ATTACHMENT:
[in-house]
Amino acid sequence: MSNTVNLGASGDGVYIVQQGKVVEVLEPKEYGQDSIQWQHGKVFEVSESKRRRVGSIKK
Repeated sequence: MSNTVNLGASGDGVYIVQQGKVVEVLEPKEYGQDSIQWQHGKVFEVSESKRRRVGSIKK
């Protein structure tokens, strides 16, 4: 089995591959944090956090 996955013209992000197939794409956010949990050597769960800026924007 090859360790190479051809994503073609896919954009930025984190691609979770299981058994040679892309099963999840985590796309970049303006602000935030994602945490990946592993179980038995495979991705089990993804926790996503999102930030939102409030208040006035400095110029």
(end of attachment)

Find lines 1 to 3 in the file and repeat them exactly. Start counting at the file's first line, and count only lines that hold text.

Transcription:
[in-house]
Amino acid sequence: MSNTVNLGASGDGVYIVQQGKVVEVLEPKEYGQDSIQWQHGKVFEVSESKRRRVGSIKK
Repeated sequence: MSNTVNLGASGDGVYIVQQGKVVEVLEPKEYGQDSIQWQHGKVFEVSESKRRRVGSIKK